Achanta was especially worried about the use of tear gas amid a pandemic.

"In general, I'm concerned about the use of tear gases in the first place. And I am more concerned, particularly in these uncertain times today, where a coronavirus pandemic is going on in the United States, and also around the world."

Achanta said if someone is protesting and has coronavirus but no symptoms, that person is more apt to spread the virus at the protest through tear gas–induced coughing. Likewise, those exposed to tear gas are likely to experience "accelerated toxic effects."

"There will be a cumulative effect," Achanta said. "Because already his lungs are infected and they are diseased, so he will experience higher symptoms." In other words, if a healthy protester is gassed, that person could be more susceptible to COVID-19 because of the inflammation caused by the tear gas.

Achanta said he is especially concerned because marginalized communities have been hit the hardest by COVID-19.

"Usually, I am sad about the use of tear gas, and in these uncertain times with COVID-19, I'm more concerned," Achanta said.

Dr. Noble said the coughing and sneezing that happens immediately after being exposed is a great way to spread the coronavirus.

"When somebody is subjected to tear gas, they immediately want to take off a face mask if they were wearing one —and of course it would be dampened by tear gas so they would have to take it off, and then they cough and sneeze, and really spew a respiratory secretions, respiratory droplets all over anyone who is nearby," Dr. Noble said. "It's a very effective way of spreading the coronavirus . . . . if any of the protesters are asymptomatic or symptomatic carriers, they will be effectively distributing their viral load to all those around them after they're sprayed with tear gas."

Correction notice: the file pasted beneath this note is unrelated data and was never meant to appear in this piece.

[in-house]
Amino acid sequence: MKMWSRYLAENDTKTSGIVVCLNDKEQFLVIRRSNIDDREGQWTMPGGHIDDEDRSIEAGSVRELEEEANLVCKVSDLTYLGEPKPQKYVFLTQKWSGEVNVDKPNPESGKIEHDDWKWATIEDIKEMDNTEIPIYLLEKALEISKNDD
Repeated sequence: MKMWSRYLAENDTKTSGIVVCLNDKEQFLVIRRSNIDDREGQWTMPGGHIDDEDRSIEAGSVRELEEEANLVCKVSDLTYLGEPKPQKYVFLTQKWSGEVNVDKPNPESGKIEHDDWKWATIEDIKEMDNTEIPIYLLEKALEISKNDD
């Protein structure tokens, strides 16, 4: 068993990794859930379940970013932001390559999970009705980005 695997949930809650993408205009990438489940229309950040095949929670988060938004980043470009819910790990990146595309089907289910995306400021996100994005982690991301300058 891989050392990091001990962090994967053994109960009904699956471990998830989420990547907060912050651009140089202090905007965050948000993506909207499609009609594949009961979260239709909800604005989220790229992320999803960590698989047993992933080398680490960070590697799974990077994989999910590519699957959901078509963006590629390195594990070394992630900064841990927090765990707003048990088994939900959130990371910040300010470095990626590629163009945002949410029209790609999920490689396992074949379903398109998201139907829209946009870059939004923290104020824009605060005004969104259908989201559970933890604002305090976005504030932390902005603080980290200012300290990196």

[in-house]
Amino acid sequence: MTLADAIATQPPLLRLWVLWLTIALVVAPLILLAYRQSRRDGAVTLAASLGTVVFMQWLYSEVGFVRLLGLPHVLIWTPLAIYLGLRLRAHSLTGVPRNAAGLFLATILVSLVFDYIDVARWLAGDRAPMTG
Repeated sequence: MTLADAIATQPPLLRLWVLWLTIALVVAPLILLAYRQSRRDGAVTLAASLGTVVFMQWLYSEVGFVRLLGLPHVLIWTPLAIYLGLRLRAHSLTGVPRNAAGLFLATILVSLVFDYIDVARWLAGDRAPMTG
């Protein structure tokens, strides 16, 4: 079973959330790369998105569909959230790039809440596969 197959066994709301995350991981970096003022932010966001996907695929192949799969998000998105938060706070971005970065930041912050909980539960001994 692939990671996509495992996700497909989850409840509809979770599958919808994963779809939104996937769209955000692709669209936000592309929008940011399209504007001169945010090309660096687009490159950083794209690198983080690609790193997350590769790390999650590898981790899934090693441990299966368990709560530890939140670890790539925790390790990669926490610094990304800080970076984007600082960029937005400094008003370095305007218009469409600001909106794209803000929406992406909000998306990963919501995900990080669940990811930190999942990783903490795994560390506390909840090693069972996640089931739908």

She added that in addition to the immediate effect of being exposed to tear gas, it's "akin to having a bad asthma attack." Some studies have found after someone has been exposed to tear gas, they're more likely to succumb to a respiratory illness.

"That is also particularly inopportune in the middle of our COVID epidemic," Noble added. "So to be using a method of crowd control that is going to almost certainly spread COVID-19 among the protesters, and then of course the community at large, is really misguided policy."

Protesting is already a risk in the pandemic, but that risk can be mitigated when everyone is wearing a mask and people keep their distance. 

"To take what is already a moderate-risk situation with people protesting, and to make it an incredibly high risk situation by gassing people with tear gas is just ludicrous," Dr. Noble said.

By Nicole Karlis

Nicole Karlis is a senior writer at Salon, specializing in health and science. Tweet her @nicolekarlis.

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Anti-racism Protests Chemical Weapons George Floyd Protests Police Brutality Reporting